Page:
Poudre Valley Rural Electric Association (PVREA) announced today that its board of directors established a goal to provide 80% carbon-free energy to its members by 2030. PVREA's carbon free goal is the first by an electric cooperative that is consistent with new state climate legislation signed by Colorado Governor Jared Polis last week, which encourages "the development of clean energy plans that will require greenhouse gas emissions caused by Colorado retail electricity sales to decrease eighty percent by 2030."
“Establishing the ’80 by 30’ goal is our first step toward increased reliance on carbon-free energy sources,” said Jeff Wadsworth, president and chief executive officer of PVREA in a press release. “By setting this ambitious goal, we have the opportunity to proactively address Colorado’s evolving regulatory environment and manage costs associated with potential future regulatory requirements.”
Steve Szabo, one of the PVREA members who has urged the co-op to embrace clean energy, said: “I am elated that the PVREA board, CEO and staff are working toward a carbon free electric generation portfolio. The move forward will benefit our local economy and environment. Thank You PVREA!”
Electric cooperatives have shifted their approach to renewable energy amid declining prices and growing public support, but wholesale power providers are key
Three electric cooperatives in Colorado have now set clean energy goals, reflecting co-ops' growing recognition of the opportunities presented by declining prices for renewable energy and increased public support for wind and solar power development.
The latest announcement came last week from Grand Valley Power, an electric cooperative that delivers electricity to more than 18,000 members mostly in Mesa County, Colorado. Grand Valley Power established a target of 60% clean energy by 2030, which the co-op described as "one of the most aggressive environmental targets of any electric cooperative in the nation."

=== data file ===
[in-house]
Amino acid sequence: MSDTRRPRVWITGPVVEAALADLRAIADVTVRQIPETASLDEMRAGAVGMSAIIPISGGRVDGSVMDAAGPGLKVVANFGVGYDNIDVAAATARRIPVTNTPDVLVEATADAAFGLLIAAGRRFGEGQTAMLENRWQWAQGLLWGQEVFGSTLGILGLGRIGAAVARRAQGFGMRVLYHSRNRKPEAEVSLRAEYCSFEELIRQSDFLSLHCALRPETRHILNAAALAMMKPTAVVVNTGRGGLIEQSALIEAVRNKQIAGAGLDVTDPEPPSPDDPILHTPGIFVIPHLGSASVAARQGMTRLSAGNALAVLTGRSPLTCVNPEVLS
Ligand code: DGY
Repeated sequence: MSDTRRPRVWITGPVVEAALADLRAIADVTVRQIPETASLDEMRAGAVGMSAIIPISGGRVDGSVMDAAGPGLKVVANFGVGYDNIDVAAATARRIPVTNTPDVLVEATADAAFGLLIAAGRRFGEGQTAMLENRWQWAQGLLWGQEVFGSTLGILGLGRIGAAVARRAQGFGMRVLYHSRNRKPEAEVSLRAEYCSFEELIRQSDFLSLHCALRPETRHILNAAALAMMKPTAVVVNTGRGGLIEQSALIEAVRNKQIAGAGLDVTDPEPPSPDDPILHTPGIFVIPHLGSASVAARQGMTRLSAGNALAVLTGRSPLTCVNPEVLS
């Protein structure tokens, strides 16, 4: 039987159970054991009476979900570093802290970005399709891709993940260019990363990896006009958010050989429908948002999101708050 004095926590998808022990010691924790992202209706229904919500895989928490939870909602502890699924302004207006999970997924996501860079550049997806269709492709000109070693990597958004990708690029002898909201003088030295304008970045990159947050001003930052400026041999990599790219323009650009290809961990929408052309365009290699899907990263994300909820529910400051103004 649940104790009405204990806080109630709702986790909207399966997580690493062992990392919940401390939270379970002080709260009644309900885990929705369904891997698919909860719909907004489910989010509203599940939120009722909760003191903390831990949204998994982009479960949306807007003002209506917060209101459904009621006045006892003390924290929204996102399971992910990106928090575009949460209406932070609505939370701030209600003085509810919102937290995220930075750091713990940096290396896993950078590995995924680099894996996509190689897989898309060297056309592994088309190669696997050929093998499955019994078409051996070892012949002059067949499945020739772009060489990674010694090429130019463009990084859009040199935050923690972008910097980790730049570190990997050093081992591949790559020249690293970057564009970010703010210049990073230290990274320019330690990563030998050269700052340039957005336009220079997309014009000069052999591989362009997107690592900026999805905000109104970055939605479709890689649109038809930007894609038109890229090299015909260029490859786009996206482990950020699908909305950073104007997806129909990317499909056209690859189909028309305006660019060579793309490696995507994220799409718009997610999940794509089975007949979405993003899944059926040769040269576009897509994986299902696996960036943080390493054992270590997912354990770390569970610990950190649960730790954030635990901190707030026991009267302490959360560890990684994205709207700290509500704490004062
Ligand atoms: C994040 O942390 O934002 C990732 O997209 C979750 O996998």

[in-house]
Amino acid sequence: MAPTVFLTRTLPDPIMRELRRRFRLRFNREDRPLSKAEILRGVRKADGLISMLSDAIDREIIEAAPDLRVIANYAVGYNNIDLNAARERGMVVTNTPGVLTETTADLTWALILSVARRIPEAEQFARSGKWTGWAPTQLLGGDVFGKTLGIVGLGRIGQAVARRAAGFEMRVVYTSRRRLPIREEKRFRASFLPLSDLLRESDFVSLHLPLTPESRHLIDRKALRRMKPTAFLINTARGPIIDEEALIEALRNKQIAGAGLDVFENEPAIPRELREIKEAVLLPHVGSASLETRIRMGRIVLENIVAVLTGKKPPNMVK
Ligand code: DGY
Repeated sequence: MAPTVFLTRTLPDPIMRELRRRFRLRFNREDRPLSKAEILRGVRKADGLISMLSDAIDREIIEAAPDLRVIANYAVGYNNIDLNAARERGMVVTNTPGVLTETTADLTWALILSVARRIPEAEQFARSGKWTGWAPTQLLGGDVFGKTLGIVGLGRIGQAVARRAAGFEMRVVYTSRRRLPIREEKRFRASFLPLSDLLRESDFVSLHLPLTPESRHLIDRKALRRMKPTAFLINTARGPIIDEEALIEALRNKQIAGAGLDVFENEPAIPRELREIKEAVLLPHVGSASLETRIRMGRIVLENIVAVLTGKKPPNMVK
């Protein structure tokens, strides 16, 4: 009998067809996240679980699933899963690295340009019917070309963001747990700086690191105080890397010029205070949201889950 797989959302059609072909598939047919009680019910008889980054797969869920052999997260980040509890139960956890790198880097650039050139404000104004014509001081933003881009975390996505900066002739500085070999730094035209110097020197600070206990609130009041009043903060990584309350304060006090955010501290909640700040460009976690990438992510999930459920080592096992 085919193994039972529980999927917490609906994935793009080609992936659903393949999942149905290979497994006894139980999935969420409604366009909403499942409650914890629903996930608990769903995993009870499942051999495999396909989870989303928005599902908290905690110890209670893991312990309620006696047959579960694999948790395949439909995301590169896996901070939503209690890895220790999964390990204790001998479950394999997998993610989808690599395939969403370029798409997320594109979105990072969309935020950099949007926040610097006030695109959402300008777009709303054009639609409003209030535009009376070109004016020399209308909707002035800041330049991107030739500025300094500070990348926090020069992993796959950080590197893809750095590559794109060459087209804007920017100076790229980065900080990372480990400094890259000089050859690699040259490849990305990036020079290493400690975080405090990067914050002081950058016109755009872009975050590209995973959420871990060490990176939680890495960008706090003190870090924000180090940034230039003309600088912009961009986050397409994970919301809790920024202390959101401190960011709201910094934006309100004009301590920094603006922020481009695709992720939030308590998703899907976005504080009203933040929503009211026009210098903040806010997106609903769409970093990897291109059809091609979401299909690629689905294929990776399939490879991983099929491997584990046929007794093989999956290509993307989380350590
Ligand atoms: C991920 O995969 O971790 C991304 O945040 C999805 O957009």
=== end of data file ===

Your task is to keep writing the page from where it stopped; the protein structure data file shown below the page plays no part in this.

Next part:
In a press release, Grand Valley Power noted that the "announcement comes at a time when home- and business-owners are increasingly interested in having renewable energy and reducing carbon emissions." Grand Valley Power CEO Tom Walch said:
“With cost-effective advances in clean renewable energy technology, we’ll be able to meet this 60 percent target by 2030 while maintaining rate stability and our excellent reliability standards. This is one of the best ways we can deliver value to our consumers.”
Holy Cross Energy announced last week that it plans to shift its power supplies away from coal and increase its use of renewable energy to 70% by 2030, without any increase in the costs of it power supply. The Glenwood Springs based electric cooperative says the plan would lead to a 70% reduction in greenhouse gas emissions, compared to 2014 levels.
Holy Cross Energy CEO Bryan Hannegan highlighted why the co-op could shift to renewable energy without increasing costs: “Thanks to advances in technology and changes in energy markets, we have the opportunity to bring on new renewable energy resources at costs comparable to our existing supply. This will enable us to meet our clean energy goals while maintaining the reliable, affordable and safe service our members have come to expect.”
Other electric utilities in the state have also begun to increase their use of renewable energy, taking advantage of the fact that new wind and solar power in Colorado is now cheaper than existing coal plants, and responding to growing demands for cleaner energy from large electricity consumers including municipal governments and some major companies. But Holy Cross Energy is the first electric cooperative in Colorado to establish an ambitious renewable energy target. Let’s look at how Holy Cross Energy plan to achieve its goals.
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